Thursday, May 15, 2008

CFR report on Latin America relations

A Council on Foreign Relations task force report on U.S. relations with Latin American and the Caribbean, released yesterday, calls for renewed engagement with the region centered around “four critical issues” – “poverty and inequality, public security, human mobility, and energy security.” It also focuses on “four strategic relationships,” calling for “the deepening of the United States’ relations with Mexico and Brazil, and the redefining of relations with Venezuela and Cuba.”

The report is here (pdf, 96 pages).

These are the task force’s recommendations for U.S. policy toward Cuba:

“The United States should:

• Permit freer travel to and facilitate trade with Cuba. The White House should repeal the 2004 restrictions placed on Cuban-American family travel and remittances.

• Reinstate and liberalize the thirteen categories of licensed people-to-people “purposeful travel” for other Americans, instituted by the Clinton administration in preparation for the 1998 Papal Visit to Havana.

• Hold talks on issues of mutual concern to both parties, such as migration, human smuggling, drug trafficking, public health, the future of the Guantánamo naval base, and on environmentally sustainable resource management, especially as Cuba, with a number of foreign oil companies, begins deep water exploration for potentially significant reserves.

• Work more effectively with partners in the western hemisphere and in Europe to press Cuba on its human rights record and for more democratic reform.

• Mindful of the last one hundred years of U.S.-Cuba relations, assure Cubans on the island that the United States will pursue a respectful arm’s-length relationship with a democratic Cuba.

• Repeal the 1996 Helms-Burton law, which removed most of the executive branch’s authority to eliminate economic sanctions. While moving to repeal the law, the U.S. Congress should pass legislative measures, as it has with agricultural sales, designed to liberalize trade with and travel to Cuba, while supporting opportunities to strengthen democratic institutions there.”


Anonymous said...

does the report require the Cuban government do to ANYTHING to warrant changes in US policy?

Anonymous said...

the cuban gov. has nothing to do with USA, therefore, why should we require anything from them.

On the other hand, we should change policy, for example, family travel, not b/c of cuba, but b/c one's right to travel to see dying members of family (or just a birthday party) is a GOD-GIVEN right, regardless of the regime.

Anybody who thinks that cuban-americans don't have GOD-given right to see their family members, whenever they choose is truly a facist! and doesn't beleive in Jeffersonaian america.

Mambi_Watch said...

How can you require anything of, or ask for guarantees from, the Cuban government when US-Cuba relations are so poor?

The CFR recommendations follow the principles of incentives rather than punitive measures, a policy which has clearly not achieved any significant political changes inside the Cuban leadership.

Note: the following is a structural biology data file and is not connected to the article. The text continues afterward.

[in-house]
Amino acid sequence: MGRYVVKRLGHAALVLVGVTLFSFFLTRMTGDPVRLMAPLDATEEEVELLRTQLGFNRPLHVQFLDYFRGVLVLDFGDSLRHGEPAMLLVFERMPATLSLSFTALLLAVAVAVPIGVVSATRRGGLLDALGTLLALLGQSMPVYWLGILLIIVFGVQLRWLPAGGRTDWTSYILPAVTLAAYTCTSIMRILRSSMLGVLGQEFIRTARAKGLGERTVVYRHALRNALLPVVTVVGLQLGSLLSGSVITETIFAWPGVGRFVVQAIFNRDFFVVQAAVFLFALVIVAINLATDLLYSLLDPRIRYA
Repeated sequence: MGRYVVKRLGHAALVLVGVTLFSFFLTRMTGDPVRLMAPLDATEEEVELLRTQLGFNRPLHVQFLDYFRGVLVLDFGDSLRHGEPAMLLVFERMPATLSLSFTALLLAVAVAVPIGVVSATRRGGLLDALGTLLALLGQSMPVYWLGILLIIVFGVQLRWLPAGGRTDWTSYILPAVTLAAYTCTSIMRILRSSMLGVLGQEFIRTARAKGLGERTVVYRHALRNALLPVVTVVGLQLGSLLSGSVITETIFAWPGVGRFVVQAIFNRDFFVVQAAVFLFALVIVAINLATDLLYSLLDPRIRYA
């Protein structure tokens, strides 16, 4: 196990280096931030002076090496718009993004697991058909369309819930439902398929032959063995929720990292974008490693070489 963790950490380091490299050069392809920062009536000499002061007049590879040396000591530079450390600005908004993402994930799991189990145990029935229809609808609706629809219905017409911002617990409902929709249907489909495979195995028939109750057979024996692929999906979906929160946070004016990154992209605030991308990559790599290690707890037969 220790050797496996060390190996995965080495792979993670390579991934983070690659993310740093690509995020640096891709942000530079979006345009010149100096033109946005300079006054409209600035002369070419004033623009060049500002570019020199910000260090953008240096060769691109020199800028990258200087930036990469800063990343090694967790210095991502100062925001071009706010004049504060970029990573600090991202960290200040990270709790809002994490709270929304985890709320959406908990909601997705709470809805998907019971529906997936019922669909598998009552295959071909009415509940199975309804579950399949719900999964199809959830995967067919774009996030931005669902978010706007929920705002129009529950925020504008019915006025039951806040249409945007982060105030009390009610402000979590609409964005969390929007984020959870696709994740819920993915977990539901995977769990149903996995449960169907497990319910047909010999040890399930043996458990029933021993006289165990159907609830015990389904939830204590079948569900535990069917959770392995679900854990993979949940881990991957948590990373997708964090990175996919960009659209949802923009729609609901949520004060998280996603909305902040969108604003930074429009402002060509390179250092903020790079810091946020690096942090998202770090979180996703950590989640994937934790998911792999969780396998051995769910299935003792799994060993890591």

The nearby region is fortunate that US-Cuba relations has not caused massive demonstrations of violent destabilization since the end of the Cold War, and thus economic incentives are still a diplomatic tool that is worth using towards Cuba.

While the recommendations do not call for the end of the embargo (just helms-burton), they are nevertheless positive steps that can realize significant steps in improving US-Cuba relations.

The US should work towards building trust, respect and confidence with its neighbors, at the very least in honoring the principles of the Universal Declaration.

These recommendations are a great start.

I would add one more thing: Wayne Smith, senior fellow at the Center for International Policy, yesterday reiterated the fact that Cuba should not be listed among state-sponsors of terrorism. This list by the US State Department targeting Cuba continues to be an obstacle to improving relations, and should be seriously re-examined.

theCardinal said...

For a total moron like Wayne Smith to be right on anything at all goes to prove that his recommendation be accepted immediately so he can go on being wrong about everything else.

As for requiring nothing of Cuba to make changes that is just flat out wrong. It is Foreign Policy 101 that there has to be give and take. I have one very simple request: That the changes promised by Raul, specifically the one of freer travel, be fulfilled. If someone has been granted a visa to travel to the US then give them the right to visit.

Don't throw the Universal Declaration at the US when Raul and bro wipe their posteriors with it. US policy towards Cuba is a mess but lets not encourage poor policy decisions and repression. Let's talk, let's reach agreements, let's loosen things up a bit but don't give up the store for nothing.